# Sense Protocol Litepaper
In this litepaper, we introduce a decentralized protocol that enables fixed rates and future yield trading on existing yield-bearing assets. We describe a practical design pattern that escrows tokens ("Target") and issues an arbitrary number of tokens that hold a claim on the Target in the future. Each token type will have their own delivery schedule and are valued by market participants based on their Target cash flows. The Sense Protocol applies this design pattern to yield-bearing assets by allowing users to decompose the principle and yield components and package them behind two maturing assets, a Zero and a Claim. Zeros redeem 1-for-1 for the Target's underlying at maturity, whereas Claims deliver yield accrued on the underlying until maturity. Because the protocol is not issuing debt, the protocol is able to take a permissive approach, allowing its users to add a yield curve to any yield-bearing asset.
DeFi Lending Protocols offer open-term crypto-collateralized borrowing and lending. To offer continuous positions, these protocols – such as Compound and Aave – respond to changes in market forces by adjusting interest rates. These floating interest rates are essential for the health of these lending protocols, as they ensure enough liquidity exists for borrowers and lenders to adjust their positions. However, it leaves out a large segment of potential users that fear interest rate volatility. Therefore, to expand the value proposition of DeFi and serve mainstream users, our industry requires the ability to hedge against interest rate volatility.
Multiple projects are tackling this problem. Zero Coupon Loan Facilities, such as Yield (opens new window), Notional (opens new window), and HiFi (opens new window), accept collateral assets, e.g. ETH, and mint their own zero-coupon tokens, redeemable 1-to-1 at a future date for a target asset, such as DAI, which is either sourced from physical or synthetic settlement, depending on the protocol. Others pursuing a similar design, such as UMA, rely on a cash settlement mechanism, which delivers an amount of collateral proportional to the target asset delivered at maturity. Since ZCLs mint a synthetic asset (its zero-coupon token), backed by some volatile collateral, there is a possibility that their liquidation systems cannot discharge collateral fast enough in a bear market, leading to underwater debt positions. Underwater debt positions can cause a whole host of problems, ranging from a malfunctioning settlement mechanism to the infamous insolvent protocol state, where its total liabilities (zero-coupon tokens) exceed its total assets (collateral).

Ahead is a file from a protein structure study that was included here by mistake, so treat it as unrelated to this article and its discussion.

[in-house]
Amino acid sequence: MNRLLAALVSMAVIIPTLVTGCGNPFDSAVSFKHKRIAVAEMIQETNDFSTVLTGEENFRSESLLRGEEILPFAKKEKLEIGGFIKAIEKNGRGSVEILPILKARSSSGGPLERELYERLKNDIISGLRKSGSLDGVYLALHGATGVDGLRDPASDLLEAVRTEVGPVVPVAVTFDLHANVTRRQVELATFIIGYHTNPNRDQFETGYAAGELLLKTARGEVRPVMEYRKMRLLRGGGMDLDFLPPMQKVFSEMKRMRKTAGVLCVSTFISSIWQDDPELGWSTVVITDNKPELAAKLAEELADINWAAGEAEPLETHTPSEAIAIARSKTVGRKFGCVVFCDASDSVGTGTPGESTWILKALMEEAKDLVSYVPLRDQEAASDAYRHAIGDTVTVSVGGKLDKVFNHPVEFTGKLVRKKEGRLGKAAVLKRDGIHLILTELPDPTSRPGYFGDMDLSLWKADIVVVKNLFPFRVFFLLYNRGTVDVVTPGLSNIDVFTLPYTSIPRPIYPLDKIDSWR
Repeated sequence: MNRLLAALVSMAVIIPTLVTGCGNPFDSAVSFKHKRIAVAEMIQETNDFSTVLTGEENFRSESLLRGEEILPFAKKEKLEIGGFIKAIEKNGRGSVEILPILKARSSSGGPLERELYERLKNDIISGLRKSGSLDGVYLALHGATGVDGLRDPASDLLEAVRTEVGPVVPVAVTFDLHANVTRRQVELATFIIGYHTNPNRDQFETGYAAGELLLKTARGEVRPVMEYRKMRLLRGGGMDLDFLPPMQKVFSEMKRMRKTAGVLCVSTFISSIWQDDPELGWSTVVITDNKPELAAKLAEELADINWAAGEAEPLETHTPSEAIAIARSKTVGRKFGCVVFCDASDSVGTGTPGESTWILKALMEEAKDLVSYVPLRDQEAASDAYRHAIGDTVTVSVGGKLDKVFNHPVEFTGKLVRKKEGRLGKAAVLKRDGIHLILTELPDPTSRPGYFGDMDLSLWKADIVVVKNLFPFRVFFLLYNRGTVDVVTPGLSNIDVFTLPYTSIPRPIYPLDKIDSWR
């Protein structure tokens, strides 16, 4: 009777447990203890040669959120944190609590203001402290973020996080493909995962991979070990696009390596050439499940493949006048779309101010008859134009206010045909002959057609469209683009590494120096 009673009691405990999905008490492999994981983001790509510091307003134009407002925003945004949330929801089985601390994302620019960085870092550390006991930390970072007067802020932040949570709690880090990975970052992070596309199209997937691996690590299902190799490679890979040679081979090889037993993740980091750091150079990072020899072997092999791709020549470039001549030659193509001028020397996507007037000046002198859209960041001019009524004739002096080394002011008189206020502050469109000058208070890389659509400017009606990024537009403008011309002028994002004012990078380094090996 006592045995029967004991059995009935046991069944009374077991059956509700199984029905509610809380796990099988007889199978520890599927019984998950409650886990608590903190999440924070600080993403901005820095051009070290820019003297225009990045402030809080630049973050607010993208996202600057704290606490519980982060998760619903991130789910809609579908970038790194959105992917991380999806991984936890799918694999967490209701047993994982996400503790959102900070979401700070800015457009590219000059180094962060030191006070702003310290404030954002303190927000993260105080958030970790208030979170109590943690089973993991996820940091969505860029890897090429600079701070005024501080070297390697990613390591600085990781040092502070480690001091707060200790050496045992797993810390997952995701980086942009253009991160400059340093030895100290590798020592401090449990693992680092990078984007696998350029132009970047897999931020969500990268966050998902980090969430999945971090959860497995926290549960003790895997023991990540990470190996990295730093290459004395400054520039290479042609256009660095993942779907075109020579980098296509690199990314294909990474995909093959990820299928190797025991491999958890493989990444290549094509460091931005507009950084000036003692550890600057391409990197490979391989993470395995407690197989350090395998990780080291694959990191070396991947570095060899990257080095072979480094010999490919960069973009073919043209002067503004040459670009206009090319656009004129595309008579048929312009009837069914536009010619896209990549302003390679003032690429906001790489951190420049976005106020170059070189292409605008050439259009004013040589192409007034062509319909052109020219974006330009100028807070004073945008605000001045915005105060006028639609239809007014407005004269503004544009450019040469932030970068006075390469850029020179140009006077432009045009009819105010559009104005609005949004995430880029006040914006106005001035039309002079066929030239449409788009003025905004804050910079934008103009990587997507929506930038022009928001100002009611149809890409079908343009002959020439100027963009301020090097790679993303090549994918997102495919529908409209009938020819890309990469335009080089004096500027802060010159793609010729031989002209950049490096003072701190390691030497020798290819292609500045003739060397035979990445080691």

88mph offers a compelling alternative. Instead of following the ZCL model, it focuses on yield generation systems, such as Compound, Aave, and Harvest, and extends Fixed-Interest Rate Bonds (FIRBs) on fixed-term deposits. The fixed rates are determined by governance-authorized interest rate models. Currently, its only authorized model offers a fixed APY equivalent to 75% of the monthly exponential moving average of the chosen yield-bearing asset. However, if the underlying APY drops after a deposit, 88mph may fail to guarantee its fixed rate. To mitigate this risk, the protocol pools deposits together and enables floating-rate bonds (FRBs), allowing other users to act as fixed-rate guarantors in exchange for excess yield-generated proceeds [ref (opens new window)]. This model has two drawbacks. First, the interest rate models are rudimentary and require governance approval. This leads to suboptimal rates for fixed-rate lenders and slow expansion to more sophisticated models. Second, the design restricts FIRB/FRB holders from exiting prematurely. Because FIRB positions are tokenized as NFTs, they lack liquid markets. Furthermore, FRB holders are second-class citizens and have "temporary or permanent default risk if the FIRB's holder doesn't withdraw the full face value of the FIRB at maturity" [ref (opens new window)]. Although 88mph is working on other mitigation methods, such as a Zero Coupon Bond wrapper for FIRBs, the improvements are still in early stages and yet to be proven at scale
The Sense Protocol introduces a practical design that allows users to decompose a yield-bearing asset into its principal and yield components and package them behind two maturing assets, a Zero and a Claim. With Zeros and Claims, users can safely earn/borrow at a fixed rate and trade against future yields without the risk of liquidation and capital lock-ups. Sense does not issue debt and does not carry a risk of insolvency. Governance has been minimized and the protocol relies on market participants to value its assets. Therefore, the protocol can safely expand into a variety of yield-bearing assets and scale without limits.